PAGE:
• I was wondering that myself. Trolls are double team these days, sorry I mean more and more of them. As I said in the other thread the time must running out for the etablishment. We are getting close to the D Day.
      I noticed there are two types of shills on this blog one type hardheaded: “Silver will go down..”, “You can never win with…”, “Can’t win against the Fed” etc. The other type is doing it softly. Putting doubts in your head slowly but guys and girls, look at the fundamentals. Look what is going on in the world. There is only one outcome for this. Shit will hit the fan very soon and you need to protect youself and your family against it.

    • @Chief
      And on the originality count, I think we all fail in that regard, we’re here to discuss Pms as a preservation of wealth.  Some see that as a necessity tomorrow and want to get all-in.  Others see it as an eventual possibility to start preparing for.
      From what i’ve gathered here over a few months (lurking first), people here are like the republican (or Democratic party), a couple different ideas among us, but generally of the same philosophy.

    • Mary, given the volume on that exchange, low liquidity, etc.  I’d be that the gold to paper ratio is much higher than at comex.  If liquidity is low, more likely you have more sellers and buyers living with their positions and riding them to physical execution as it is less likely they’ll find a way to get out.
      I’m not 100% sure of that but would be willing to bet an ASE if anyone could get the data (far cry from a bridge… unless it’s one of those popsicle ones the kids make in high school physics class).
      Again, don’t mistake this for saying ‘hurry up and go buy paper on this contract before they don’t trade it anymore,’ just sharing my opinion based on my experience in trading physical commodities using physically settled futures contracts.  I lurked here for a while and am glad to be able to contribute in some areas, in others I look for others opinions to help define my own.  Thank you for taking the time to type yours above.

  4. This reminds me of two old flames getting together to revisit good times.  Just like bankers and weekends:  Their  favorite time to hose the clients. 
    It also reminds me of Ann Barnhardt and her decision to exit her business, return client funds after the MFGlobal thefts.  She’s flat broke but still has her soul.
       Not that HKMEX is honorable, doing the right thing or that clients will see return of their assets, paper or physical.  Peregrine went down with a loss of 50-90% of client funds.  
    Call me suspicous but the timing of this event, the assets involved and Rothchild’s involvement makes me think this won’t end well or stop with the return of client funds, or with this group.  We will see.
    “The fovorable conditions under which HKMEX was founded have not changed”  Really? Don’t Bulls*** and bulls*****
     Then why close?   First ABN AMRO (BAN MOAR) and this.  Next customer!

    • AGXIIK, you’ve seen my posts on ABN Amro…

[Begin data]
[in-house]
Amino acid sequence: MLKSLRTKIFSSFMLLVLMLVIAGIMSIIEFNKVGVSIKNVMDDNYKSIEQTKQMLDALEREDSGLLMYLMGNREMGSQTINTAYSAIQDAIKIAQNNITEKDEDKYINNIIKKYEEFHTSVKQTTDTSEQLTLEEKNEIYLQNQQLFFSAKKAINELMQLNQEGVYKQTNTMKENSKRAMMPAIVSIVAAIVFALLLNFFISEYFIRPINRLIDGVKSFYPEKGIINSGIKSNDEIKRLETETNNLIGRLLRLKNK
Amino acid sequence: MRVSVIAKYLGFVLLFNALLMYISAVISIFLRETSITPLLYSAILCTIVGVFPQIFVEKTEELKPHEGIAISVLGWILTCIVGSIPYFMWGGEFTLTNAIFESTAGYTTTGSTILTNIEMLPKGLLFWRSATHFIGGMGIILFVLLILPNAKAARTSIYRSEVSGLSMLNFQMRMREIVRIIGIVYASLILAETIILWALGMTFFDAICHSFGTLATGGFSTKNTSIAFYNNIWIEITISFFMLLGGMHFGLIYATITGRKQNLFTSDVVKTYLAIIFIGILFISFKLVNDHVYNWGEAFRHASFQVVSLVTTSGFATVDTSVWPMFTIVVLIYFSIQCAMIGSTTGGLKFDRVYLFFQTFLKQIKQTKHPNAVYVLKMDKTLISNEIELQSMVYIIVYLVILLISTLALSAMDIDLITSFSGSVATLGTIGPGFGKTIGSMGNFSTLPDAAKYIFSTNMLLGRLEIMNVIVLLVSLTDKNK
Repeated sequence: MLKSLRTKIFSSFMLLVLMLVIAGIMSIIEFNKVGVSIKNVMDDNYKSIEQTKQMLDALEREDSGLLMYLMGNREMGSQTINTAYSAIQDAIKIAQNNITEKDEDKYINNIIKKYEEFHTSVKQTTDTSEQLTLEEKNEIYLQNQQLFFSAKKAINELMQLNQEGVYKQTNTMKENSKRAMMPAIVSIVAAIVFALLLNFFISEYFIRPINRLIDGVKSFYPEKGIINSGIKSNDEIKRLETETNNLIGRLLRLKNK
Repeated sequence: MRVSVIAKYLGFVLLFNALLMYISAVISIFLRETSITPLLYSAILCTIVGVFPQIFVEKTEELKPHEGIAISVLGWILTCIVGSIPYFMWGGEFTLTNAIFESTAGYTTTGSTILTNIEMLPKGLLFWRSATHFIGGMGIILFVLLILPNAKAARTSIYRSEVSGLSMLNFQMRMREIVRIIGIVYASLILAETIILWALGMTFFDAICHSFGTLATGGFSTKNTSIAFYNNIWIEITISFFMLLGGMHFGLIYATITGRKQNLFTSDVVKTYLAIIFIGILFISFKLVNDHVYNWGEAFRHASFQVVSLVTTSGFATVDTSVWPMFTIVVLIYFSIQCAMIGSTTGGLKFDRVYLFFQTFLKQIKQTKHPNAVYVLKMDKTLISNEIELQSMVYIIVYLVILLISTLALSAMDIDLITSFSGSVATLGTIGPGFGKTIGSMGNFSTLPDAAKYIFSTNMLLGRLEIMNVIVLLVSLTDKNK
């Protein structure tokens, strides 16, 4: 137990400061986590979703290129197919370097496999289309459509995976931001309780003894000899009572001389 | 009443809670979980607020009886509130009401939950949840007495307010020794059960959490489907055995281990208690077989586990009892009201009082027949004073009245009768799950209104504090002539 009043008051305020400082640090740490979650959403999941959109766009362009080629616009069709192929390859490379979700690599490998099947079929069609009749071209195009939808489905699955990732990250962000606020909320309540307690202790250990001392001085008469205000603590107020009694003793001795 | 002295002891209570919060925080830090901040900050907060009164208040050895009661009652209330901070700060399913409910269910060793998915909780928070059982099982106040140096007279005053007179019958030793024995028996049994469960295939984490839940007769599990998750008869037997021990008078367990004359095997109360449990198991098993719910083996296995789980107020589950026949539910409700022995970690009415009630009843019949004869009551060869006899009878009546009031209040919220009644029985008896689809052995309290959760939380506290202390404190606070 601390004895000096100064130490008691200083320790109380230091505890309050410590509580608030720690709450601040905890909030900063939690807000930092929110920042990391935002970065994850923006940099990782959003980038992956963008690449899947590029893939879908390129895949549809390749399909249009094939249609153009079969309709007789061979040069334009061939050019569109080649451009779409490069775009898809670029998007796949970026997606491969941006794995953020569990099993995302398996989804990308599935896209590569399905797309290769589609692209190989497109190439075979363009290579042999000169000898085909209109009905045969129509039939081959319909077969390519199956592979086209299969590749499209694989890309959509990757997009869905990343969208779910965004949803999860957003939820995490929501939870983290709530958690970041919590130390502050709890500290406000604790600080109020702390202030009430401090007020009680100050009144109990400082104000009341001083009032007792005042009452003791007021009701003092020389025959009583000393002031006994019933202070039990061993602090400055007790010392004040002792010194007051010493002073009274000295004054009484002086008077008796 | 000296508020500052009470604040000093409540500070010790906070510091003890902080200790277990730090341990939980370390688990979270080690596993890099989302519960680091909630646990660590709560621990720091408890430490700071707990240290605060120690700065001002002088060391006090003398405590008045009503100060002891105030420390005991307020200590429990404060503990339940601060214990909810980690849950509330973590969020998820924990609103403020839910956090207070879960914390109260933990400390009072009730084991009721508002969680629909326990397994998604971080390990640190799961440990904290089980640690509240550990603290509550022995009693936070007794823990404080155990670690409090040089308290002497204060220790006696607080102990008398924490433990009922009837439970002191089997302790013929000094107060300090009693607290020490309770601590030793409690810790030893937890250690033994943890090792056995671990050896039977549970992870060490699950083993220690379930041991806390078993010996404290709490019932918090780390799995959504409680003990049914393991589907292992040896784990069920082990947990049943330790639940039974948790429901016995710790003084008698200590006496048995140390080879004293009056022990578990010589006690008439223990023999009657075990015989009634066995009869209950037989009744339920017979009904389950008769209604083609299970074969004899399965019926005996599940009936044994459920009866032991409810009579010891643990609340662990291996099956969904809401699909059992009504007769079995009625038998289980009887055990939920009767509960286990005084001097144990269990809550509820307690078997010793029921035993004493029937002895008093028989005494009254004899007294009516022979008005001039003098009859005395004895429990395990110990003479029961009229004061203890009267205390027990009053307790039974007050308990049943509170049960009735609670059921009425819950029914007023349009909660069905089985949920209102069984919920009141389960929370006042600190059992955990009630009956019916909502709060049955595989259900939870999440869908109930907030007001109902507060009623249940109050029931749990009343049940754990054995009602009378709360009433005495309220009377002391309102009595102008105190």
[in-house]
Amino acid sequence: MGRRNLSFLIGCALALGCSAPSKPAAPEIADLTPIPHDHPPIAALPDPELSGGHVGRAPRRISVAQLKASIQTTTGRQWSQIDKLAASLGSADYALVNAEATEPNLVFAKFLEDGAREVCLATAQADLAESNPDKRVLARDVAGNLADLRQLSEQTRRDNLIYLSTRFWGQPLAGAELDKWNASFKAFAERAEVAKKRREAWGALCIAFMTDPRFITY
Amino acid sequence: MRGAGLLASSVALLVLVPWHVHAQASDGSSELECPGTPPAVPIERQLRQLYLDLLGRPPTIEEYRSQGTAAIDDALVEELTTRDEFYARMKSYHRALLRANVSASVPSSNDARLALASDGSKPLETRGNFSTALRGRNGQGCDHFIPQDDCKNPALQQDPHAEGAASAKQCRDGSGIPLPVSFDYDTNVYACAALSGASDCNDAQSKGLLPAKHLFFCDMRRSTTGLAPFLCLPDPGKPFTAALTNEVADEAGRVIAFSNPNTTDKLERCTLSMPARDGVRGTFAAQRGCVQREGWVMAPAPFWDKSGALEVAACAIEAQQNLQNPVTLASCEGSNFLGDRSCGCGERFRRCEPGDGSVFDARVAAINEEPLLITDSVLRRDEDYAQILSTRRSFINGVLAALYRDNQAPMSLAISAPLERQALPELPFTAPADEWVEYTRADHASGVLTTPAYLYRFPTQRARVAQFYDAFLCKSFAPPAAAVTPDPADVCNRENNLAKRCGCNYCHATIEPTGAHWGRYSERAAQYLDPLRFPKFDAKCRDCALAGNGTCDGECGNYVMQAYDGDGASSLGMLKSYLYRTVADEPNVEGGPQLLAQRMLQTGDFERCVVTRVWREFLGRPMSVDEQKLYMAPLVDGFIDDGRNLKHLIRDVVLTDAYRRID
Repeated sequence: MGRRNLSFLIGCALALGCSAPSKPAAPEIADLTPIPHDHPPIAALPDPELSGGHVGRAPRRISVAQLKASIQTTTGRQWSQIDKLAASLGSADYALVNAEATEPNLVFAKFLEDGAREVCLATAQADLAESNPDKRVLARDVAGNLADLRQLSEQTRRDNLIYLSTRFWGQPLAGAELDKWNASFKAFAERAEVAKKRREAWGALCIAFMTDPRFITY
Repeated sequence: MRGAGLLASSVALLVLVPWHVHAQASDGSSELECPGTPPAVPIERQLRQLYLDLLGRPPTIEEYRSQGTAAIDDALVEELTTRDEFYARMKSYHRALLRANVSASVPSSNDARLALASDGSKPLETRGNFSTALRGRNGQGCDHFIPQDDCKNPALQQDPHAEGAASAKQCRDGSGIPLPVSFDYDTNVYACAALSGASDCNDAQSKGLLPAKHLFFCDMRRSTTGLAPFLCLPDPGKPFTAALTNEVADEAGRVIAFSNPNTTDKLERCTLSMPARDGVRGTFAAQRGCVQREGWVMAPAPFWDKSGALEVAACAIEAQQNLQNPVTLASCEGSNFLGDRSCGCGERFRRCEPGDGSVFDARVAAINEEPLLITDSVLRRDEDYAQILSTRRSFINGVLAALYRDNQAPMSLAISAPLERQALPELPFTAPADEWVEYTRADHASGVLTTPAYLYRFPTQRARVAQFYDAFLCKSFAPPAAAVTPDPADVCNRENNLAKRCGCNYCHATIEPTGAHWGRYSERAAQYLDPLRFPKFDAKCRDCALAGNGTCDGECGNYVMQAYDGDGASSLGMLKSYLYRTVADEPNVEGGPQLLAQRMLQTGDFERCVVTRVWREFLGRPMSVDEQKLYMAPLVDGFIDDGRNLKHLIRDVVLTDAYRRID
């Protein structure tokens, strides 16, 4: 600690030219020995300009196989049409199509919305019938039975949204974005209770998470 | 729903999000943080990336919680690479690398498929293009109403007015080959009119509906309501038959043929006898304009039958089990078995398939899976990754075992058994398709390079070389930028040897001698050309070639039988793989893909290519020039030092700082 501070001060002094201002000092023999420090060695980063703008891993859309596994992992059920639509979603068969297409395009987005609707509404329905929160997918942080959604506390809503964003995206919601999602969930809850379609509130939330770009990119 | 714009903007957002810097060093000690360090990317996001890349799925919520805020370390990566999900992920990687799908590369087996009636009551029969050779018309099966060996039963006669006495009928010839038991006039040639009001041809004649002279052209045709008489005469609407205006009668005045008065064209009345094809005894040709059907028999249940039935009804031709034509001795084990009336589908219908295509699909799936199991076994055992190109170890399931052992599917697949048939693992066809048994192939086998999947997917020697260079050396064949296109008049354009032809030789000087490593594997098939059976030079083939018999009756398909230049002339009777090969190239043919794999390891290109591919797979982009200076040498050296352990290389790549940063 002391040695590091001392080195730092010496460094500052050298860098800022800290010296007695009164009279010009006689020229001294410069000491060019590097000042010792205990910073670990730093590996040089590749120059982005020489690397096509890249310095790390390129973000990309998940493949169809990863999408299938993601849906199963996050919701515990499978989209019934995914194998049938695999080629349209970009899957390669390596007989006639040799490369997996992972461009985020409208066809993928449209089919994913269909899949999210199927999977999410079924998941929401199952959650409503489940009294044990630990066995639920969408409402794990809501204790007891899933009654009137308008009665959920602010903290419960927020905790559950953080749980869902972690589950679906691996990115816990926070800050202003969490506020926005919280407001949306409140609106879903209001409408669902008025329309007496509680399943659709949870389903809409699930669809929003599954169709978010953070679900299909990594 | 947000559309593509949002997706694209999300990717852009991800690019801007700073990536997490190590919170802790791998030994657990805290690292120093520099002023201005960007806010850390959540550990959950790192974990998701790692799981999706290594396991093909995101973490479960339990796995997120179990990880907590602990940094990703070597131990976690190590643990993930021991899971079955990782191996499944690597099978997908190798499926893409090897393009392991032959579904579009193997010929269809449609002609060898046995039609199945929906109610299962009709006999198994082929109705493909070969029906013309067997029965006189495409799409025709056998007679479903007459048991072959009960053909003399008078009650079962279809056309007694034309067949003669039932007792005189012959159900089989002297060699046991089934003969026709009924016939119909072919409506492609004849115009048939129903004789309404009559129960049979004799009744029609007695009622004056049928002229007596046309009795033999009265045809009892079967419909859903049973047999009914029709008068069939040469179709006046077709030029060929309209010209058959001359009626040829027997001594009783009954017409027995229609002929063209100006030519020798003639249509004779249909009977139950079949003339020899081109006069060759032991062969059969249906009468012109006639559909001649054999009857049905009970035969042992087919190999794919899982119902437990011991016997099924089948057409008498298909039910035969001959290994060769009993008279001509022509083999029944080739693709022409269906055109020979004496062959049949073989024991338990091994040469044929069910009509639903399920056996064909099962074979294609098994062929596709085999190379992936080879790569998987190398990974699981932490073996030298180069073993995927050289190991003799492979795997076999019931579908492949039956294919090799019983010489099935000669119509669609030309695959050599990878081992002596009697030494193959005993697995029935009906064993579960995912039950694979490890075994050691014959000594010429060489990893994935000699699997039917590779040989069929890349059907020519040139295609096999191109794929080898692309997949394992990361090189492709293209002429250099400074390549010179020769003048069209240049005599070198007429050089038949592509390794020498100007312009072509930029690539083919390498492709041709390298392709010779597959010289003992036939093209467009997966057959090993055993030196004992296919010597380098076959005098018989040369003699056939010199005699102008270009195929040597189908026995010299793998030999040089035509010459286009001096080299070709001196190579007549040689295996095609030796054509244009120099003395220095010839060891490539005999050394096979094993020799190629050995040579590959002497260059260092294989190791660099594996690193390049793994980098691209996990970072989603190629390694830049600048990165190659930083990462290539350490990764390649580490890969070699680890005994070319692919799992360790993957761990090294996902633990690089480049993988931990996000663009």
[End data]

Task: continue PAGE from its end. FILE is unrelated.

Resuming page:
If you read the entire press release (easily tracked down on the exchanges site), and look at some of the volume data it’s not hard to see a more likely story.
      Nobody is using their product.  The exchange only makes money when a buyer and seller execute via their system, if that’s not happening they won’t last.  This is what appears to have happened to me.
      There is no data I can find to either verify or refute shortages of the physical.  Given the paltry size of the exchange my bias would be that if the data were available it would show plenty of gold/silver available.  Similar to my comments about a low volume product seeing higher physical delivery, it is also likely that the physical underlying the paper is higher as well.

    • Shamus, it would all be speculation on my part, but you see from my other post the volume of silver that is being physically settled on COMEX, those users will need to find another way to hedge their supply, that could mean locking in large forward contracts with mines if they could agree on a price, or using another exchange just as a reference and lock in the physical somewhere else.
      They will go where the liquidity, ease of execution, and correlation of the hedge is best.

    • I agree AGXIIK. With this quote… “The Exchange will disseminate settlement prices to its members the morning of next Monday, 20 May 2013” – shivers went up my spine. Why would they need to “tell” investors what they are getting? Wouldn’t the investors know exactly where they stand?? That is unless the exchange is going to screw them?
      It appears that TPTB are doing everything they can to cause fear in the market place so they can get the price of gold moving. Remember: their goal is to kill all currencies and come out with a new one. They cannot do this until many more people put a value on gold. They need us moving into gold and not away from it.

    • Sam, they need to define the final settlement price so they can close their doors.  This is admittedly not a great situation, but has few repercussions in my mind as volume is as small as the pimple on the rear of a mosquito.